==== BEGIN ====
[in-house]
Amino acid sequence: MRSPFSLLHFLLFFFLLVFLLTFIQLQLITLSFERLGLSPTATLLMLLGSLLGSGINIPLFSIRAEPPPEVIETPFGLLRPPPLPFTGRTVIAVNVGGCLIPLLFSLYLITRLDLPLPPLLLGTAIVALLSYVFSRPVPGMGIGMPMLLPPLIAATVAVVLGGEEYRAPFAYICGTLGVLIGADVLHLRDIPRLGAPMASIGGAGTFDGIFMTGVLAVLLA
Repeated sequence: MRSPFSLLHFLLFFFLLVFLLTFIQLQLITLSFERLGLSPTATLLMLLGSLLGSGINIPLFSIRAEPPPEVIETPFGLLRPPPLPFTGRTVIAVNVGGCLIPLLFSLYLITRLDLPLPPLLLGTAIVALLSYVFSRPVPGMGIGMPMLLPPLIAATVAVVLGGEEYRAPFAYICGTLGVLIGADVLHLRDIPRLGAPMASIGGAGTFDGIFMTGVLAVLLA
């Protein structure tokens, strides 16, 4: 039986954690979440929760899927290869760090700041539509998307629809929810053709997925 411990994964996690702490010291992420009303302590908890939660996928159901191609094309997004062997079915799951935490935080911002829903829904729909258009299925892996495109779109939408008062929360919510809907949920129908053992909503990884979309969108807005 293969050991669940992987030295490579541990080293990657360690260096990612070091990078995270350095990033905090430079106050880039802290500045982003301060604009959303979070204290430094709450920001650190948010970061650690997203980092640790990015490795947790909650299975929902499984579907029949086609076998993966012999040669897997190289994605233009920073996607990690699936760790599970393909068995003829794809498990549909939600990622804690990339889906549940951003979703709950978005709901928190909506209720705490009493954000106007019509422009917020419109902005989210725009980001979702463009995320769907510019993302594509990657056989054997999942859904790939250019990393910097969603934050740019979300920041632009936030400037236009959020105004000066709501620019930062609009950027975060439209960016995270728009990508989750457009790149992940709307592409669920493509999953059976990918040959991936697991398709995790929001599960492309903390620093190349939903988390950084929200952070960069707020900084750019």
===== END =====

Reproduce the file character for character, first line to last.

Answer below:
[in-house]
Amino acid sequence: MRSPFSLLHFLLFFFLLVFLLTFIQLQLITLSFERLGLSPTATLLMLLGSLLGSGINIPLFSIRAEPPPEVIETPFGLLRPPPLPFTGRTVIAVNVGGCLIPLLFSLYLITRLDLPLPPLLLGTAIVALLSYVFSRPVPGMGIGMPMLLPPLIAATVAVVLGGEEYRAPFAYICGTLGVLIGADVLHLRDIPRLGAPMASIGGAGTFDGIFMTGVLAVLLA
Repeated sequence: MRSPFSLLHFLLFFFLLVFLLTFIQLQLITLSFERLGLSPTATLLMLLGSLLGSGINIPLFSIRAEPPPEVIETPFGLLRPPPLPFTGRTVIAVNVGGCLIPLLFSLYLITRLDLPLPPLLLGTAIVALLSYVFSRPVPGMGIGMPMLLPPLIAATVAVVLGGEEYRAPFAYICGTLGVLIGADVLHLRDIPRLGAPMASIGGAGTFDGIFMTGVLAVLLA
């Protein structure tokens, strides 16, 4: 039986954690979440929760899927290869760090700041539509998307629809929810053709997925 411990994964996690702490010291992420009303302590908890939660996928159901191609094309997004062997079915799951935490935080911002829903829904729909258009299925892996495109779109939408008062929360919510809907949920129908053992909503990884979309969108807005 293969050991669940992987030295490579541990080293990657360690260096990612070091990078995270350095990033905090430079106050880039802290500045982003301060604009959303979070204290430094709450920001650190948010970061650690997203980092640790990015490795947790909650299975929902499984579907029949086609076998993966012999040669897997190289994605233009920073996607990690699936760790599970393909068995003829794809498990549909939600990622804690990339889906549940951003979703709950978005709901928190909506209720705490009493954000106007019509422009917020419109902005989210725009980001979702463009995320769907510019993302594509990657056989054997999942859904790939250019990393910097969603934050740019979300920041632009936030400037236009959020105004000066709501620019930062609009950027975060439209960016995270728009990508989750457009790149992940709307592409669920493509999953059976990918040959991936697991398709995790929001599960492309903390620093190349939903988390950084929200952070960069707020900084750019």